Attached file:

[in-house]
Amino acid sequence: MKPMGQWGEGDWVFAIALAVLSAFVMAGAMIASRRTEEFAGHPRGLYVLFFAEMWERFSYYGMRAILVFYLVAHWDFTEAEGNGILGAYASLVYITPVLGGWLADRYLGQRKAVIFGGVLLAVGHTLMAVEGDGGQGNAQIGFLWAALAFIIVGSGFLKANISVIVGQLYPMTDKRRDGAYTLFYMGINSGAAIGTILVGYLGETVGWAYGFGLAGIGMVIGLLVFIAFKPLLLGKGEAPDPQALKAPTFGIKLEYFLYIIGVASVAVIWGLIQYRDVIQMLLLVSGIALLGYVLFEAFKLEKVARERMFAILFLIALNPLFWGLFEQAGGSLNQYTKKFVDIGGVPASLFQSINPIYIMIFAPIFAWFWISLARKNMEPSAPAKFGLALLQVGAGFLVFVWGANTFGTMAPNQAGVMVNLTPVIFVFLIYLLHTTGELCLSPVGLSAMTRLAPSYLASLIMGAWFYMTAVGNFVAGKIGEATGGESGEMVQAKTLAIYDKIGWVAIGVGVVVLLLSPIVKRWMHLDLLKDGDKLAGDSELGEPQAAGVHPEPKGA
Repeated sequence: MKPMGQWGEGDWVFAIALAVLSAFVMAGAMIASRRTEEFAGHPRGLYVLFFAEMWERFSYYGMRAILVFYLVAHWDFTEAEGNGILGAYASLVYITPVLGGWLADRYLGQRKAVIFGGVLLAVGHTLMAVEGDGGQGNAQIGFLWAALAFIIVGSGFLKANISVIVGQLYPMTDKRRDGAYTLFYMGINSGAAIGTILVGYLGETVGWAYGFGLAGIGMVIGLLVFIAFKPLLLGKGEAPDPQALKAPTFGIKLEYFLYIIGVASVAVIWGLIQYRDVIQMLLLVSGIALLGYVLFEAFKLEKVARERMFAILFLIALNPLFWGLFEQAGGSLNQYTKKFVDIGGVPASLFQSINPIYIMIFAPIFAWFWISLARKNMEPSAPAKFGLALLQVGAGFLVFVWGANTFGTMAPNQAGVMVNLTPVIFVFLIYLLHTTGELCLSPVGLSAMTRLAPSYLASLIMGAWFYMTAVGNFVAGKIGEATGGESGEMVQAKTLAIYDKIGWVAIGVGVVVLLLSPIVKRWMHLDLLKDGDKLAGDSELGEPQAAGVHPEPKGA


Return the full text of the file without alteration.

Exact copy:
[in-house]
Amino acid sequence: MKPMGQWGEGDWVFAIALAVLSAFVMAGAMIASRRTEEFAGHPRGLYVLFFAEMWERFSYYGMRAILVFYLVAHWDFTEAEGNGILGAYASLVYITPVLGGWLADRYLGQRKAVIFGGVLLAVGHTLMAVEGDGGQGNAQIGFLWAALAFIIVGSGFLKANISVIVGQLYPMTDKRRDGAYTLFYMGINSGAAIGTILVGYLGETVGWAYGFGLAGIGMVIGLLVFIAFKPLLLGKGEAPDPQALKAPTFGIKLEYFLYIIGVASVAVIWGLIQYRDVIQMLLLVSGIALLGYVLFEAFKLEKVARERMFAILFLIALNPLFWGLFEQAGGSLNQYTKKFVDIGGVPASLFQSINPIYIMIFAPIFAWFWISLARKNMEPSAPAKFGLALLQVGAGFLVFVWGANTFGTMAPNQAGVMVNLTPVIFVFLIYLLHTTGELCLSPVGLSAMTRLAPSYLASLIMGAWFYMTAVGNFVAGKIGEATGGESGEMVQAKTLAIYDKIGWVAIGVGVVVLLLSPIVKRWMHLDLLKDGDKLAGDSELGEPQAAGVHPEPKGA
Repeated sequence: MKPMGQWGEGDWVFAIALAVLSAFVMAGAMIASRRTEEFAGHPRGLYVLFFAEMWERFSYYGMRAILVFYLVAHWDFTEAEGNGILGAYASLVYITPVLGGWLADRYLGQRKAVIFGGVLLAVGHTLMAVEGDGGQGNAQIGFLWAALAFIIVGSGFLKANISVIVGQLYPMTDKRRDGAYTLFYMGINSGAAIGTILVGYLGETVGWAYGFGLAGIGMVIGLLVFIAFKPLLLGKGEAPDPQALKAPTFGIKLEYFLYIIGVASVAVIWGLIQYRDVIQMLLLVSGIALLGYVLFEAFKLEKVARERMFAILFLIALNPLFWGLFEQAGGSLNQYTKKFVDIGGVPASLFQSINPIYIMIFAPIFAWFWISLARKNMEPSAPAKFGLALLQVGAGFLVFVWGANTFGTMAPNQAGVMVNLTPVIFVFLIYLLHTTGELCLSPVGLSAMTRLAPSYLASLIMGAWFYMTAVGNFVAGKIGEATGGESGEMVQAKTLAIYDKIGWVAIGVGVVVLLLSPIVKRWMHLDLLKDGDKLAGDSELGEPQAAGVHPEPKGA